Sunday, February 27, 2011

SCENT OF A LOVER



by Kate Collins

Have you ever read about the experiments done with newborns to see if they could accurately identify their mothers by their scents? Turned out that they could, although I could have predicted as much. I’m very sensitive to scents. I knew what my babies smelled like. I knew my mother’s scent – Red in later years, Tabu in her earlier years. I knew my husband’s scent. His was a mix of powdery deodorant, traces of Drakkar Noir, and his own personal chemistry. Totally unique and it drew me like a magnet.

I bring this up because I detect his scent a lot these days. I know he’s reminding me that he’s still with me. It will suddenly fill my nostrils after I’ve been sitting at the computer for too long, as if to remind me to get up and stretch, have a cup of tea. I’ll get a burst of that scent when I see something that reminds me of him and start to feel blue. Sometimes I’ll open the laundry room door to put in a load of clothing, and detect his scent. It’s comforting to know he’s with me.

I’ve also been awakened to the scent of coffee brewing, just as I used to be when my husband was still with me. Usually it’ll happen if I oversleep, a gentle reminder to get up and get going. Sometimes I need that a lot.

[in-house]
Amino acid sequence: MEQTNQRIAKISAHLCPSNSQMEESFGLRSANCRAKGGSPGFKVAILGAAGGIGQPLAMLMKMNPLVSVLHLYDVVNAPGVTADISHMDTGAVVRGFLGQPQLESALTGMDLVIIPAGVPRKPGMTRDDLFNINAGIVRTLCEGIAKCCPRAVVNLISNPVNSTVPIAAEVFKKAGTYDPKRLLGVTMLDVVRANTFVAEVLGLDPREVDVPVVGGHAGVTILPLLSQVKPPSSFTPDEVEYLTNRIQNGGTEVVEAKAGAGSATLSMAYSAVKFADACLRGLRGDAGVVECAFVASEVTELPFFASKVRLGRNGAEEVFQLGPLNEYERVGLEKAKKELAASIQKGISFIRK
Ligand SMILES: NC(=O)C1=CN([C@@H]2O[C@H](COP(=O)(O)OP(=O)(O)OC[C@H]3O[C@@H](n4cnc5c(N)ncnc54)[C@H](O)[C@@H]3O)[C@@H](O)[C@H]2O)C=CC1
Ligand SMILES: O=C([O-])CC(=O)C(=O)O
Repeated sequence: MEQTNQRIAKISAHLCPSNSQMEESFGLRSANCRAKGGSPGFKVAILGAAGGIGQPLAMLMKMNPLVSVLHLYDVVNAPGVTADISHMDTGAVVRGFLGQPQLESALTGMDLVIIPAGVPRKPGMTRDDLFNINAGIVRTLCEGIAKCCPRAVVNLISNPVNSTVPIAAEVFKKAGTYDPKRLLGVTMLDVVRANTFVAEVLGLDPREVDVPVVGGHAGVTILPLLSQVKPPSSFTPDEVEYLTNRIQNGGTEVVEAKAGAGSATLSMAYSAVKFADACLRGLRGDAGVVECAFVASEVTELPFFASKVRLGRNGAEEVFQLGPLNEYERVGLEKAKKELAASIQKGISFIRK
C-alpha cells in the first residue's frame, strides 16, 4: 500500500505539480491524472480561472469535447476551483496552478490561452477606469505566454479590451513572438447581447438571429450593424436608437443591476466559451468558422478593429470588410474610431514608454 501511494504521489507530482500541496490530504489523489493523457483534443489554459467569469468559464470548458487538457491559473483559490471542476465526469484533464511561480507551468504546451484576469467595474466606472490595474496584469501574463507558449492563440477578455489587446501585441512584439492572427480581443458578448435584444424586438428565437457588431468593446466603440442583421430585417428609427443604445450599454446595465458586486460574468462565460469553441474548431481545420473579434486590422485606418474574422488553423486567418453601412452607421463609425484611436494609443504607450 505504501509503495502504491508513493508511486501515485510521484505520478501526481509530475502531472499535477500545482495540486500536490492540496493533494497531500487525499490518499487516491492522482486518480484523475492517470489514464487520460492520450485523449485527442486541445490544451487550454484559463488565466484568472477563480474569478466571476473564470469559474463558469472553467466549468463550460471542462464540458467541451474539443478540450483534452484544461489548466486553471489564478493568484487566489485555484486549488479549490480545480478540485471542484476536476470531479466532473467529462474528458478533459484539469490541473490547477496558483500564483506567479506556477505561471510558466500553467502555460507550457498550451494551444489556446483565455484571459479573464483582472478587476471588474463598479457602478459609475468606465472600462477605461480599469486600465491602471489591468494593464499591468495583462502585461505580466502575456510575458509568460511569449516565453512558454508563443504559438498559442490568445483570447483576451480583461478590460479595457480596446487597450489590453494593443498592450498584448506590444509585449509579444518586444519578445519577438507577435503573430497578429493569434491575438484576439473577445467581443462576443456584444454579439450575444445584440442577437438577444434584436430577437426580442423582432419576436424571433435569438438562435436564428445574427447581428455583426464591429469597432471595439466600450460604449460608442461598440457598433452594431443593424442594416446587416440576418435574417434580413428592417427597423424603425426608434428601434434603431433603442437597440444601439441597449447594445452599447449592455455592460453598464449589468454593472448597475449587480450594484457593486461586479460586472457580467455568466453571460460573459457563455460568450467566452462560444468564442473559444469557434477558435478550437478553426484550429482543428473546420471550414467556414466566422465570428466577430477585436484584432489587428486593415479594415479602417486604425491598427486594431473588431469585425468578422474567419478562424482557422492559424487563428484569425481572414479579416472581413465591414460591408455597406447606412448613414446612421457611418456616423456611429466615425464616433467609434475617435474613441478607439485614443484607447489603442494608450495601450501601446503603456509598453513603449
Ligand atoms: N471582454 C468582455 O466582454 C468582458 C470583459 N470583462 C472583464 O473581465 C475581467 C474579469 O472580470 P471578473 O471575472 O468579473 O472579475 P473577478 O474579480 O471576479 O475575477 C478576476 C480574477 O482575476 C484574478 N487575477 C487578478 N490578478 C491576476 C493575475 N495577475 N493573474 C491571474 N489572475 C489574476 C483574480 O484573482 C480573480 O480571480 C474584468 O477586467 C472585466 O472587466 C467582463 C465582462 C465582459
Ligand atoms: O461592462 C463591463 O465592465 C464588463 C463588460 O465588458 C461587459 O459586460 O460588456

Scent ties in so closely with my memories, too. If I get a whiff of Noxema, I’m instantly transported back to my grandmother’s house, where I’m five years old again, bouncing on her bed while she puts her hair in pincurls and covers it with a hairnet. How many of you are old enough to remember hairnets?

Cinnamon buns baking in the oven will also take me back to my childhood. My mom used to use leftover pie crust to make tiny little cinnamon and sugar pie shells in empty aluminum pot pie pans. One for all three of us kids. It was a special treat.

Do you have a favorite childhood memory that is triggered by a scent? Any certain food or perfume that reminds you of someone who has passed?

20 comments:

Abigail-Madison Chase said...

My mother loved the scent of gardenias. It was her perfume. Each time I smell it I think of her and her hugs.

Fiona L. Woods said...

My mother passed over three years ago. I took care of her the last six months of her life. I still occasionally walk into my back bedroom where she stayed and smell her perfume. This lets me know she's still around looking out for me.

Fiona

hatfieldtiffany75 said...

It is quite amazing how we are reminded of a memory with a scent or how we can think of a particular memory and suddenly we can remember the smell that was in the air that day.
Everytime I smell vicks sav it reminds me of the many nights I spent with my grandmother, she would put it on every night and right next to the vicks sav she had a glass of water with a tissue over it. The smell of homemade biscuits and chocolate gravy take me back to the mornings I would wake up at my Aunt Dee Dee's (Debbie is her real name but I couldn't say it when I was little so I said DD and it stuck) house.